Lucid Culture

JAZZ, CLASSICAL MUSIC AND THE ARTS IN NEW YORK CITY

Stormy Solo Cello Transcendence with Tamas Varga at Merkin Concert Hall

Last week at Merkin Concert Hall, the Vienna Philharmonic’s principal cellist, Tamas Varga played a transcendent, majestic solo concert built around Kodaly’s Sonata for Violincello. Aaron Jay Kernis, who was in the audience, demurred that he’d never heard the piece before Varga had commissioned him and two others to write solo works to accompany the Hungarian composer’s “great masterwork,” as he called it. He wasn’t kidding.

It’s a symphony for solo cello, requiring all sorts of extended technique: harmonics, simultaneous pizzicato and bowing, and maddening metric shifts, among other things. But Varga dug in with relish. Complicating matters is that the two lowest strings are downtuned, something that the rest of the pieces on the bill shared. Varga cut loose churning rivers of low-register chords before rising to a regal theme that sounded suspiciously sardonic. Distantly Bartokian acidity and Romany-tinged flair were muted in the adagio section but burst into bracing focus in the climactic third movement, which ended cold and unresolved. Throughout the work, Varga’s pacing enhanced the suspense, through a couple of wry Beethovenesque false endings, stormy gusts, brooding lulls and finally the flames that leapt from his bow.

The new pieces were fascinating as well. Kernis’ Blues for Mr. Z was the most allusive yet most resonantly colorful of the three. The composer related that just as Kodaly had drawn on the folk music of his native Hungary, he’d decided to incorporate some austere minor-key blues, which turned out more often than not to be implied rather than explicitly evoked.

Varga opened with a meticulously altered stroll through Gregory Vajda’s Captain Hume’s Last Pavin for Violincello. Inspired by a seventeenth-century rant by British composer Tobias Hume, it built toward several possible resolutions that never arrived. Laszlo Vidovszky’s Two Paraphrases for Violincello Solo, based on two themes from the Kodaly work, built enigmatically ambered variations and ended with a shout out to the composer’s shape note system which is ubiquitous in Hungarian music education. Did Kodaly get the idea from the American shape note system, which was very popular in religious and choral music in the early 1800s? That merits further study.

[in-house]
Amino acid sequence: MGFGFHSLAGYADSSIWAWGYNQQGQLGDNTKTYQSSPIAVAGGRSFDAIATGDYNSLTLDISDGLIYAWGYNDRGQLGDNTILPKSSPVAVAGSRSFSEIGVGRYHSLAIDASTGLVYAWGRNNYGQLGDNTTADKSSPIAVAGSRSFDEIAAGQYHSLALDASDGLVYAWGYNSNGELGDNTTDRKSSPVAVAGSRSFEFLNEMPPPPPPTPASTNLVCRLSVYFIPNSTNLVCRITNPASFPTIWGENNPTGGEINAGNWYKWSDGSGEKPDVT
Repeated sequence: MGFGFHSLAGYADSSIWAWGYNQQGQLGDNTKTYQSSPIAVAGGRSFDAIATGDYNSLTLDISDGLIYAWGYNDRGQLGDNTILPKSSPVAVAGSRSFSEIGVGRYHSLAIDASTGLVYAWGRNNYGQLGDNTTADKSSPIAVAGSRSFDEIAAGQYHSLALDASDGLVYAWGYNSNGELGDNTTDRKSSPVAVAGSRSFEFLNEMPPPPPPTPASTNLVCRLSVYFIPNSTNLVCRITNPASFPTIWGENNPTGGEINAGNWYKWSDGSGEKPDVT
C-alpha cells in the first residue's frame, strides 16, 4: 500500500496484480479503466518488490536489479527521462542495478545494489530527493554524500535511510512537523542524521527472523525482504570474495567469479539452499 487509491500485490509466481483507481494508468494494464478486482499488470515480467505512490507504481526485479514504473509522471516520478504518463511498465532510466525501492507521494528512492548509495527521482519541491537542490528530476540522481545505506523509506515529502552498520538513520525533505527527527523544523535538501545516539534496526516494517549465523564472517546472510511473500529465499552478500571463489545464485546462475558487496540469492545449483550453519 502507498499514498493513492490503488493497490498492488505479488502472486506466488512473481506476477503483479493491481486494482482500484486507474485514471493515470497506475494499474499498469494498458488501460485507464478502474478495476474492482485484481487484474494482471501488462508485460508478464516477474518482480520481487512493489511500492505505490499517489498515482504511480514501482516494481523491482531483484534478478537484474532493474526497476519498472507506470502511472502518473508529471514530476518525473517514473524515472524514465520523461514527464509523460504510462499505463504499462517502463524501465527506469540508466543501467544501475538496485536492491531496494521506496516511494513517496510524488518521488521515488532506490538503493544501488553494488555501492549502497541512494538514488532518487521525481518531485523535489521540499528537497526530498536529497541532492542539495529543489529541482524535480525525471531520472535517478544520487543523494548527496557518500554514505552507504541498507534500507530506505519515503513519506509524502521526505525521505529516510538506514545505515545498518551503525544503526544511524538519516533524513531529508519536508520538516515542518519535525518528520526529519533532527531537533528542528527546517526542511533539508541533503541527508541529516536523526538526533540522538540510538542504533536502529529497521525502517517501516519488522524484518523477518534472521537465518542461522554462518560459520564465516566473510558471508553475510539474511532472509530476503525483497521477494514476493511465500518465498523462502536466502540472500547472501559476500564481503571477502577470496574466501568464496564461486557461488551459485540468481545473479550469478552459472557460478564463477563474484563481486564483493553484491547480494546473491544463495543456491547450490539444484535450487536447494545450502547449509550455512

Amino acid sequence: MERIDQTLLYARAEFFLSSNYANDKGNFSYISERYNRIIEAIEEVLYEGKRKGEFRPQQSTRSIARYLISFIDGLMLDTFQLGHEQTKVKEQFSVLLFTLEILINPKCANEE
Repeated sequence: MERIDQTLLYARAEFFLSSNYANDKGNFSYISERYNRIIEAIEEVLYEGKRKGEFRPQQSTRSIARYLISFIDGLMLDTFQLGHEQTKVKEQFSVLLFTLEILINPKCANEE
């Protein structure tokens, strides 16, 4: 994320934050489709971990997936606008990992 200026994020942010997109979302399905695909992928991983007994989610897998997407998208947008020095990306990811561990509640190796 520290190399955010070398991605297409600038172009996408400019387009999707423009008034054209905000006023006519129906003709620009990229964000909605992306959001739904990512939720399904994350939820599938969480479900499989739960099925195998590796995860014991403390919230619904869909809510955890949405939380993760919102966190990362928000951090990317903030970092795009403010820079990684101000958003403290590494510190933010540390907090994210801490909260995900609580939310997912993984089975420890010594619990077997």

Varga closed with a plaintive, calmly paced, Bach-influenced miniature written by his son, who couldn’t make it to the show…because he was in school. How many young composers have such a brilliant advocate for their work as Varga? And how many brilliant cellists have kids who can write as poignantly as Varga’s son?

This concert was part of the High Note Hungary series staged by the Hungarian Cultural Center, who have been putting on some incredible shows around town over the last couple of years. The best way to stay on top of what’s happening is to get on their email list: this one was a late addition to the calendar.

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March 18, 2019 Posted by | avant garde music, classical music, concert, Live Events, Music, music, concert, New York City, review, Reviews | , , , , , , , , , , , , , , , , , , | Leave a comment

Catching Up on Recent Shows by Some Brilliant Usual Suspects

It wouldn’t be fair to let the month go by without a tip of the hat to some of the groups who’ve received ink here before, and continue to play concerts that range from the rapt to the exhilarating. Self-conducted string ensemble the East Coast Chamber Orchestra (a..k.a. ECCO) seem to have a special place for edgy, emotionally resonant music. Their previous appearance at the wildly popular Upper Westside Music Mondays series featured  Shostakovich’s Sinfonia, Op. 110 (based on the String Quartet No. 8, a requiem for victims of the Holocaust, World War II and fascism in general), along with Ginastera’s Concerto Por Corde, which rose from delicate atmospherics to a scream. Their most recent concert here opened with a matter-of-fact take on Mozart’s Divertimento for Strings in F Major, K. 138. From there they aired out the strikingly forward-looking, modern tonalities in a couple of Purcell fantasias, following with a stormy, slithery, darkly dancing, minutely detailed take of Britten’s Variations on a Theme of Frank Bridge. They took it out on a high note with a menacingly dancing, sweepingly intense, enveloping version of Bartok’s Divertimento for String Orchestra, its many voices alternating murmurs within an incessent, brooding tension.